Born Philadelphia, July 21, 1936. Died London, January 16, 2009, aged 72.
The first executive director of the Union of Liberal and Progressive Synagogues, Rabbi Sidney Brichto steered the movement for 25 years along the lines he felt were true to Judaism today: intellectual honesty, Jewish unity and Israel’s centrality.
His stance set him against the Orthodox establishment, which ignored his attempts to reach accommodation. While respecting its leaders, whose background he shared, he tried vainly to persuade them to be more open and flexible.
But he achieved a pivotal change in British Liberalism’s attitude to Zionism: previous leaders shrank from the accusation of dual loyalty. Rabbi Brichto, with a family history that embraced both pre-state Israel and the USA, saw no reason for these fears.
Thanks to his efforts, the 1966 ULPS Kol Nidre appeal targeted Israel, even before the Six-Day War changed diaspora attitudes. Until then, he felt that Anglo-Jewry suffered from a timid, ghetto mentality, which stifled discussion.
Sidney Brichto was the son of Palestinian-born Orthodox Jews, who moved to the US. His rabbinical father, who worked as a shochet, sent him to a well known New York Orthodox school: Yeshiva University’s Talmudical Academy. At 16 he realised that, apart from the often hypocritical observance he witnessed, he could not believe in the Sinai version of the Torah’s origin — and was expelled.
He turned to the Hebrew Union College, seat of American Reform Judaism — equivalent to Liberal Judaism in Britain — following his brother, Herbert, a future HUC professor of Bible. Sidney was a student rabbi while taking a philosophy degree at New York University. He was ordained by HUC in 1961 and given an honorary doctorate in 1986.
He came to London University as research student and part-time minister at the Liberal Synagogue, St John’s Wood. He worked full-time from 1962- 64, when appointed the movement’s first ever executive director. Within two years his dynamism earned him the honorary title of executive vice-president. He stayed senior vice-president when he retired in 1989. The ULPS, founded as the Jewish Religious Union in 1902 in an attempt to stem assimilation was seen by Rabbi Brichto as an umbrella organisation for non-fundamentalists. Its challenge lay in the tension of living as a Jew in an open, democratic society.
But on the most common practical problem — conversion — Rabbi Brichto’s negotiating skills failed to find a satisfactory solution.
Proposals in the 1970s and 80s for merging or co-operating with Reform or the United Synagogue foundered, largely on the Jewish status of the children of an originally non-Jewish mother or a Jewish divorcée. A move to set up a Liberal Beth Din also fell through.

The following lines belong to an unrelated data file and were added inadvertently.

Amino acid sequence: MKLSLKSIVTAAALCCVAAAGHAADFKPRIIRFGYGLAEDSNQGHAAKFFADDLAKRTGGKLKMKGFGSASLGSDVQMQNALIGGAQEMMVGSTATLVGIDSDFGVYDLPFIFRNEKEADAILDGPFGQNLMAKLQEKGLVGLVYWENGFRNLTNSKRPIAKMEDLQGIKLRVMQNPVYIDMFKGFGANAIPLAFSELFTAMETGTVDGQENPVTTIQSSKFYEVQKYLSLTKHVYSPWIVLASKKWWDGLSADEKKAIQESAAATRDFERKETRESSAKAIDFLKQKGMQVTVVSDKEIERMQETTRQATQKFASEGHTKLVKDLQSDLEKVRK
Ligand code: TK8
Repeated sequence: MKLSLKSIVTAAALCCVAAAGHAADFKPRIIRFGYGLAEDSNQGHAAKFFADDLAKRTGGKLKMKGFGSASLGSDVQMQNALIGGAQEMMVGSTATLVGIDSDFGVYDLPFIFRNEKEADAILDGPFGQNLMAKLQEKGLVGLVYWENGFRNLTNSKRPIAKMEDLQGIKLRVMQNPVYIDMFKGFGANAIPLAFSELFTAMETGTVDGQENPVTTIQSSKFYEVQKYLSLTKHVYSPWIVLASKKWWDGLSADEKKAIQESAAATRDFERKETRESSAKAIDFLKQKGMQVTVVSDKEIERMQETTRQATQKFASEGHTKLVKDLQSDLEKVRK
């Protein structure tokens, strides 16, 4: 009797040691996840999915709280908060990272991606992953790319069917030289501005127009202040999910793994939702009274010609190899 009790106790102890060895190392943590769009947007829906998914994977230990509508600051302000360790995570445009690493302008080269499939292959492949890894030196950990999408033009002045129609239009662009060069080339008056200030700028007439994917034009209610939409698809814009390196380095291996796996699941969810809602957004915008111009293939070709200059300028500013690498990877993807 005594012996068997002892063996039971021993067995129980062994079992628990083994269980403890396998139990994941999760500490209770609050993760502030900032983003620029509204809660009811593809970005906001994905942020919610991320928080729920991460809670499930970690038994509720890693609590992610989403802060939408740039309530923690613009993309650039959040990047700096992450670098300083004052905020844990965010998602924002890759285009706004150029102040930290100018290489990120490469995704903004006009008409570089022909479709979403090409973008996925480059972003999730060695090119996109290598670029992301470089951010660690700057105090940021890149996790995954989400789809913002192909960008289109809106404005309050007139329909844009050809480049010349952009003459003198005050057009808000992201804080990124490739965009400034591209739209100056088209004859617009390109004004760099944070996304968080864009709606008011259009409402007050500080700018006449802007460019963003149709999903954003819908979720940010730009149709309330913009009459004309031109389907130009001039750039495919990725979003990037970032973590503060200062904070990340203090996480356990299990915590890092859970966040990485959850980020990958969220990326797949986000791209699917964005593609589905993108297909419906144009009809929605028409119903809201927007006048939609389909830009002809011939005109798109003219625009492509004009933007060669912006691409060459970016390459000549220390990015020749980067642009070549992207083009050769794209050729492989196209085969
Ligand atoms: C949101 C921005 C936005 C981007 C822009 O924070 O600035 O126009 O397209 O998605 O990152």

Progressives gained equality on the Board of Deputies when their status was recognised in 1971, during an upswing in membership. But the “clause 43” amendment led to the secession of strictly Orthodox groups.
Anxious to build bridges, Rabbi Brichto joined the Orthodox in initiatives such as Jewish-Christian relations and the 1970s Soviet Jewry campaign, monitoring Vatican statements and defending shechitah in the 1980s.
In 1968 he was a founder member and, in 1974, chairman of the Council of Reform and Liberal Rabbis, formed when the Chief Rabbi refused to hold a joint service for Israel’s 20th anniversary. From 1973-75 he chaired the ULPS Rabbinic Conference. He was active in the Joint Israel Appeal, convening its first Rabbinic Advisory Council in 1978.
In 1984, with antisemitism growing and support for Israel eroding during the 1982-85 Lebanon invasion, he co-founded the Israel Diaspora Trust. One of its projects was an exchange programme between senior UK and Israeli judges.
He made no secret of his belief in the vital importance of Israel and distrust of Arab intentions towards fellow-Arabs brought under Israeli rule in 1967.
Under the British mandate, he noted, his father had been a Palestinian. The concept of a uniquely “Arab Palestinian”, he maintained, was created after the Six-Day War, to hurt Israel.
With changing social attitudes in the 1980s, and a downturn in Liberal membership, he was concerned by the increased divorce rate and new trend for cohabiting. He called for more Jewish education and youth work, to stem the increase in marrying-out, affecting the Orthodox as much as Progressives.
A regular broadcaster and a prolific writer of books and journalism, he translated and commented on the Bible, wrote his memoirs and contributed to the JC. From 1992-2002 he was director of the Joseph Levy Charitable Foundation. He was associated with the Oxford Centre for Jewish Studies from its birth in 1972 and a governor from 1995-2002.
His first wife, Frances — with whom he had two children, Anne and Daniel — died in 1969 in a car accident in which he was driving and in which he was badly injured. In 1971, he married Cathryn, nee Goldhill, with whom he had two sons, Adam and Jonathan.
He is survived by Cathryn, his four children and three grandchildren.